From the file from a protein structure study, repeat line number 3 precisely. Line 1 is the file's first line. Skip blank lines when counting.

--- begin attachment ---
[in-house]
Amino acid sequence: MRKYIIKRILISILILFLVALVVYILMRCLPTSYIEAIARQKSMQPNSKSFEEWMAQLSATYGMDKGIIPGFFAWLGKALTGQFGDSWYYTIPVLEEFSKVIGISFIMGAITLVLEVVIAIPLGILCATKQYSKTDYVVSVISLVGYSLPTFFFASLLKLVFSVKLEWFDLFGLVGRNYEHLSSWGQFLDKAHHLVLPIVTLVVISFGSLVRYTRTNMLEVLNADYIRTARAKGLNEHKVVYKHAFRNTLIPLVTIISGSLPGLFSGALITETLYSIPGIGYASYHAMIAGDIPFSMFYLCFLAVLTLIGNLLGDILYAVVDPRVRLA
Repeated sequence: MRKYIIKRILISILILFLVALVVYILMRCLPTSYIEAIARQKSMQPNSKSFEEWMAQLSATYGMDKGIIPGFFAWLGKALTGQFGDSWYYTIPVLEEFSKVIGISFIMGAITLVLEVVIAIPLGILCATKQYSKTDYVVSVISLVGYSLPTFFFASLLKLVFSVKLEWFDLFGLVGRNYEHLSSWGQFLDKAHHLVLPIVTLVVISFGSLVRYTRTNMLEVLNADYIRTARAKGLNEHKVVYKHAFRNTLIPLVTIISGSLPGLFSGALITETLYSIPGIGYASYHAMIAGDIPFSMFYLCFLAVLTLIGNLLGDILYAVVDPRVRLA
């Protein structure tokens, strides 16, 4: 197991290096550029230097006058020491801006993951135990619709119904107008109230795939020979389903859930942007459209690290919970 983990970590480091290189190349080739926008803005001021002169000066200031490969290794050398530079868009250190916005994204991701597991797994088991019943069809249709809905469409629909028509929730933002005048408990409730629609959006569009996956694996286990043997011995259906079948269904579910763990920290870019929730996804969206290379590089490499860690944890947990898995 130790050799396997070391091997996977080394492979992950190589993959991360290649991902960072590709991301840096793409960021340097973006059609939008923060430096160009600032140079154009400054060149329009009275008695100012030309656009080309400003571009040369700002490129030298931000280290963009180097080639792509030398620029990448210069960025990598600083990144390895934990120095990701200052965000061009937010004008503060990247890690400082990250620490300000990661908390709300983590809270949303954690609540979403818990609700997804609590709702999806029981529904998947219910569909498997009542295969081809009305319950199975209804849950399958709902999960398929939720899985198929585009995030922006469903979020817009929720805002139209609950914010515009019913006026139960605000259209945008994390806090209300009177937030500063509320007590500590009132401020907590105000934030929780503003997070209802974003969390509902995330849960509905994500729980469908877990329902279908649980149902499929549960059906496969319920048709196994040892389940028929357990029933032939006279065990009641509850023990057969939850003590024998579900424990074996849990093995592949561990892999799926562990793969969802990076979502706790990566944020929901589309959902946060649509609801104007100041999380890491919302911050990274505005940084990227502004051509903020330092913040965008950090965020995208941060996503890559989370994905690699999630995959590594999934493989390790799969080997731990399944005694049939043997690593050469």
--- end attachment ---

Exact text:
Repeated sequence: MRKYIIKRILISILILFLVALVVYILMRCLPTSYIEAIARQKSMQPNSKSFEEWMAQLSATYGMDKGIIPGFFAWLGKALTGQFGDSWYYTIPVLEEFSKVIGISFIMGAITLVLEVVIAIPLGILCATKQYSKTDYVVSVISLVGYSLPTFFFASLLKLVFSVKLEWFDLFGLVGRNYEHLSSWGQFLDKAHHLVLPIVTLVVISFGSLVRYTRTNMLEVLNADYIRTARAKGLNEHKVVYKHAFRNTLIPLVTIISGSLPGLFSGALITETLYSIPGIGYASYHAMIAGDIPFSMFYLCFLAVLTLIGNLLGDILYAVVDPRVRLA